I haven’t yet found a good contrarian treatment of the history of modern health care. What little I know that goes against common wisdom has been pieced together from scattered sources. I don’t think that Jonathan Cohn’s upcoming book Sick: The Untold Story of America’s Health Care Crisis—and the People Who Pay the Price is what I’m looking for, but it at least seems to have looked into the origins of 20th century health “coverage, according to this review in Slate magazine:
What we recognize as modern medicine, Cohn writes, began in the 1920s. That’s when doctors and hospitals, having only during the previous decade learned enough about disease that they could be reliably helpful in treating sick people, began charging more than most individuals could easily pay. To close this gap, which worsened with the advent of the Great Depression, the administrator of Baylor Hospital in Dallas created a system that caught on elsewhere and eventually evolved into Blue Cross. The Blues were essentially nonprofit health insurers who served local community organizations like the Elks. In exchange for a tax break, Blue Cross organizations kept premiums reasonably low.
The success of the Blues persuaded commercial insurers, who initially considered medicine an unpromising market, to enter the field. Private insurers accelerated these efforts in the 1940s when businesses, seeking ways to get around wartime wage controls, began to compete for labor by offering health insurance. If government regulators had thought to freeze fringe benefits along with wages, we might have avoided making the workplace primarily responsible for supplying health insurance, a role that most people now agree was ill-advised. Instead, the government jumped on the bandwagon by exempting from the income tax company expenses associated with health care. […]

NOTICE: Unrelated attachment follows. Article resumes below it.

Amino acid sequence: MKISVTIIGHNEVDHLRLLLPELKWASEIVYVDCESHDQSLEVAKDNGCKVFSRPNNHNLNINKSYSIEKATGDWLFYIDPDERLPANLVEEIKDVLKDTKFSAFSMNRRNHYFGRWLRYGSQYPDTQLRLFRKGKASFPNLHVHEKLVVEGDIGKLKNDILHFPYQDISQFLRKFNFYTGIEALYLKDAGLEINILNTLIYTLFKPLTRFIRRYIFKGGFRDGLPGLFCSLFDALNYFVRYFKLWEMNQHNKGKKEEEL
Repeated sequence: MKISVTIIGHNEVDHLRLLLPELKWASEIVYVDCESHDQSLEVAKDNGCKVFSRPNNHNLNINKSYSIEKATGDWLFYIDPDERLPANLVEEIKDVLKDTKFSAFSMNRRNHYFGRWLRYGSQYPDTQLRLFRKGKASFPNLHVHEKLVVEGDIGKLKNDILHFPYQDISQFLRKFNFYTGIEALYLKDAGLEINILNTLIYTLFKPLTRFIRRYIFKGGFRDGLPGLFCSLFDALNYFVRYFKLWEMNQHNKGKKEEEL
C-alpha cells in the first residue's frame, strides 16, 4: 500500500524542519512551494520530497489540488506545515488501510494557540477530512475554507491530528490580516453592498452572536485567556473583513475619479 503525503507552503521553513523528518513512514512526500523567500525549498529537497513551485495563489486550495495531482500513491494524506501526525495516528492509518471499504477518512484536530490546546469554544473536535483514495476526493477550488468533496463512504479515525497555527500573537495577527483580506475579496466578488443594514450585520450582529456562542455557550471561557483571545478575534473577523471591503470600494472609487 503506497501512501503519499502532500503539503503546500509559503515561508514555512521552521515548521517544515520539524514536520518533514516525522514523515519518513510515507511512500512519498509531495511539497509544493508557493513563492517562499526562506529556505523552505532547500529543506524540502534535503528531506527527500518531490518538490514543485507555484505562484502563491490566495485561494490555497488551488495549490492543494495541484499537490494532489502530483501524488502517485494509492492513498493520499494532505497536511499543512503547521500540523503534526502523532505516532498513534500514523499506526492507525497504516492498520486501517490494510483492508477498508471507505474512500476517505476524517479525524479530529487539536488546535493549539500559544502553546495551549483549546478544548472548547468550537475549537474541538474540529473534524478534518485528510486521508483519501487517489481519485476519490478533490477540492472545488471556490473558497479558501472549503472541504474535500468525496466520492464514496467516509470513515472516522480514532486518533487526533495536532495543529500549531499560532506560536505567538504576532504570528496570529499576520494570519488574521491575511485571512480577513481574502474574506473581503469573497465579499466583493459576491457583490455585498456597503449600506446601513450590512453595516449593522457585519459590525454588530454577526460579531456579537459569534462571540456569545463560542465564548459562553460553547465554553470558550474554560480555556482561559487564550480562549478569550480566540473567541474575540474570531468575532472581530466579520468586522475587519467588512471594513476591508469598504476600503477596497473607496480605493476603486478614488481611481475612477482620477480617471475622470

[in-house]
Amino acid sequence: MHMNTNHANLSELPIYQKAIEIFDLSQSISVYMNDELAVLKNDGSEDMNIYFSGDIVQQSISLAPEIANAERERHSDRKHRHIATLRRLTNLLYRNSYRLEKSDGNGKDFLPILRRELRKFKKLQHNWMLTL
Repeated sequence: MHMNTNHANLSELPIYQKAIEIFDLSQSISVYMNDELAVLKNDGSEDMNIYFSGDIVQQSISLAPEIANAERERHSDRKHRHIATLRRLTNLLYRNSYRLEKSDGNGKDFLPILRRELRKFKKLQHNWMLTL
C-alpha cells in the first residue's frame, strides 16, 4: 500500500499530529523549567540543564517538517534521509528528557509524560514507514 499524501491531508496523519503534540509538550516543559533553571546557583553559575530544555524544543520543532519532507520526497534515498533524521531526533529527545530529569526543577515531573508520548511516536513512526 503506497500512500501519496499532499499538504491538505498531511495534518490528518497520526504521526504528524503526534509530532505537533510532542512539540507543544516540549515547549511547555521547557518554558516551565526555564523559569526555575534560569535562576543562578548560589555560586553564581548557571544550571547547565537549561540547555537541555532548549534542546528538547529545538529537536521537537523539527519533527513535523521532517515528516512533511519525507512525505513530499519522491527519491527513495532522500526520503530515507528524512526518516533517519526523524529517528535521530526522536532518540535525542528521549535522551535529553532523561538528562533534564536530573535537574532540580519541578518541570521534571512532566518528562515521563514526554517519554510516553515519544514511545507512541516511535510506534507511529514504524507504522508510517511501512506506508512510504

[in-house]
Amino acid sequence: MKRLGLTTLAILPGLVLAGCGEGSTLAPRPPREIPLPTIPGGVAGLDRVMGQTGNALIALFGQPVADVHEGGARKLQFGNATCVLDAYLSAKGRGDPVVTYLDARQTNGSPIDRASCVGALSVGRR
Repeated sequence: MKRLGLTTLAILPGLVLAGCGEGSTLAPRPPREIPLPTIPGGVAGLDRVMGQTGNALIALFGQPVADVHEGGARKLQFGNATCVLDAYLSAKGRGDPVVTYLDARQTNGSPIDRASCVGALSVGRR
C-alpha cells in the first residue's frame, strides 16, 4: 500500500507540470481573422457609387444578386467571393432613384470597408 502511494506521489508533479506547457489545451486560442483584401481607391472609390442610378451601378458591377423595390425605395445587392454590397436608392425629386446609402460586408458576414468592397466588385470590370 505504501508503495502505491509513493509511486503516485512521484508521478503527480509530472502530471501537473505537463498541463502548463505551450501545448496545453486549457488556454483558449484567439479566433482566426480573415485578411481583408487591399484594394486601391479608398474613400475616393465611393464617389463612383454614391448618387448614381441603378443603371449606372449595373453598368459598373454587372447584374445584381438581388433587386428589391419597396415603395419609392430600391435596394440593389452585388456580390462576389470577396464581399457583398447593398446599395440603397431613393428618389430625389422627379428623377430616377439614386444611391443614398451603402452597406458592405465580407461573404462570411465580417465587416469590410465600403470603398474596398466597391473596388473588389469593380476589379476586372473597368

The Blues, in their early days, charged everyone the same premium, regardless of age, sex, or pre-existing conditions. This was partly because the Blues were quasi-philanthropic organizations, Cohn explains, and partly because the Blues were created by hospitals and therefore interested mainly in signing up potential hospital patients. They were sufficiently benevolent that when Harry Truman proposed a national health-care scheme, opponents were able to defeat it by arguing that the nonprofit sector had the problem well in hand. As private insurers entered the market, however, they rejiggered premiums by calculating relative risk, and avoided the riskiest potential customers altogether. To survive, the Blues followed suit; today, they no longer enjoy a tax advantage and are virtually indistinguishable from other health insurers. Meanwhile, large companies, which tend to employ significantly more young people than old people, began to self-insure. The combined result was that people who really needed health care had an increasingly difficult time affording, or even getting, health-care insurance.
I knew the part about how businesses became health coverage providers, but not about the origins of Blue Cross and Blue Shield. I doubt that Cohn’s book will teach me much about possible alternatives to the current mess (he seems to be advocating at least a government-enforced single payer system, if not full-blown socialized medicine) but I expect that he will have lots of good specifics about how the current system is broken, and his emphasis on historical development is promising.